To the Editor:
Thank God for David Denby (“Q&A With Author David Denby: A Quest for ‘Serious’ Reading in the Digital Age”). He is again helping return the soul to teaching and learning.
In an era when well-meaning reformers seek to transform great teachers into data drones who are encouraged to fill passive student minds with test-prep bites of information in a manner reminiscent of Charles Dickens’ infamous utilitarian reformer Thomas Gradgrind, we need the eloquent voice of David Denby to remind us what we are losing in the data-driven reform process.
Denby’s Great Books, published 20 years ago, provided a similar morale boost for beleaguered teachers trying to keep the relevance and love of great literature alive in classrooms across the country. Today’s test-obsessed reformers rarely mention, much less cite, the great writers, thinkers, teachers, and philosophers of the past, including Aristotle, John Dewey, Alfred North Whitehead, Robert Maynard Hutchins, and Theodore R. Sizer. These names seldom enter the current debate about how to raise scores and improve graduation rates. This sin of omission is a profound loss for teachers and students.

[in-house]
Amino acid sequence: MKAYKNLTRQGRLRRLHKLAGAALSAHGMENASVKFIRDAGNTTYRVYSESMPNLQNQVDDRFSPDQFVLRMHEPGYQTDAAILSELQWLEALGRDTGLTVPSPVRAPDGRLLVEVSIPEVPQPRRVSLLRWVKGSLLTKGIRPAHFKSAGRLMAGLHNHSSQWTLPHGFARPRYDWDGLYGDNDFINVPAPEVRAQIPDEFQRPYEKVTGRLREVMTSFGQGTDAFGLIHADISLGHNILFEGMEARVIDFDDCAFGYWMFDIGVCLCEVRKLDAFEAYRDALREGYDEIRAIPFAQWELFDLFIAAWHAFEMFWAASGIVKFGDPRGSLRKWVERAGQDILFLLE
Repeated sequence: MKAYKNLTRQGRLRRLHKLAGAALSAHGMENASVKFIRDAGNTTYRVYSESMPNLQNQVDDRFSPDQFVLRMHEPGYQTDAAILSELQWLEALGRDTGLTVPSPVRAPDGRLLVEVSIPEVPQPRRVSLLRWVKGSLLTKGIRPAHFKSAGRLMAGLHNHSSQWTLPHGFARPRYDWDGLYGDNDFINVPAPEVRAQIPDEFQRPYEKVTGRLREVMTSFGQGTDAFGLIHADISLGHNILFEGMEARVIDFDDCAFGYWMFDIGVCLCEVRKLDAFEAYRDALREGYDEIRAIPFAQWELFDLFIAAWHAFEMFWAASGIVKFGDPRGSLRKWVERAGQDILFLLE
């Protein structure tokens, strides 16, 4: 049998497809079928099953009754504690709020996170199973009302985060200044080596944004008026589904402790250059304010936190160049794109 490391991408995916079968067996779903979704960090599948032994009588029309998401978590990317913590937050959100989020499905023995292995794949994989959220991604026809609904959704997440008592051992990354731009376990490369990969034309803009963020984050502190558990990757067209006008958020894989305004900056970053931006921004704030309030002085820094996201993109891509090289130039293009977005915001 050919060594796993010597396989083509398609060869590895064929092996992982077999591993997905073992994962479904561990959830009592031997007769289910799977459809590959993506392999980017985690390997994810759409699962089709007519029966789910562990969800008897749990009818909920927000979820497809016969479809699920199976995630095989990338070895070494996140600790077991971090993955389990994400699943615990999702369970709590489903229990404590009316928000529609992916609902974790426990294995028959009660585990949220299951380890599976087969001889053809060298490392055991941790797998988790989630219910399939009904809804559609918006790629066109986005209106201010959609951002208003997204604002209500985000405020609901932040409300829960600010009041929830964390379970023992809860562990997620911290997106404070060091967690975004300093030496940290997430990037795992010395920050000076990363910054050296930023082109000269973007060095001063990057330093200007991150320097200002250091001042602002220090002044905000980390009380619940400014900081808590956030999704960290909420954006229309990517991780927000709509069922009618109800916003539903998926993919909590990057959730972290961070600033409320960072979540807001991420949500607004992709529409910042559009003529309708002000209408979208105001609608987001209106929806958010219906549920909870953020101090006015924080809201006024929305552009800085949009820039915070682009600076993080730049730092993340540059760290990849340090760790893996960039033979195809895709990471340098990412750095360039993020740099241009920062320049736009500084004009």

Denby’s celebration of New York City’s Beacon School English teacher Sean Leon recalls Kipling’s comment in his autobiography about how one can learn more from “a good scholar in a rage” than from a “lucid but laborious drudge.” Leon confirms that a good scholar in a rage with a passion for teaching can motivate the most reluctant student in the most difficult environment, but only if the teacher has the freedom to teach creatively rather than being required to mindlessly follow a scripted module.
Clifton Park, N.Y.
The writer is a retired teacher.
A version of this article appeared in the April 27, 2016 edition of Education Week as Reader Applauds David Denby’s ‘Morale Boost’ for Teachers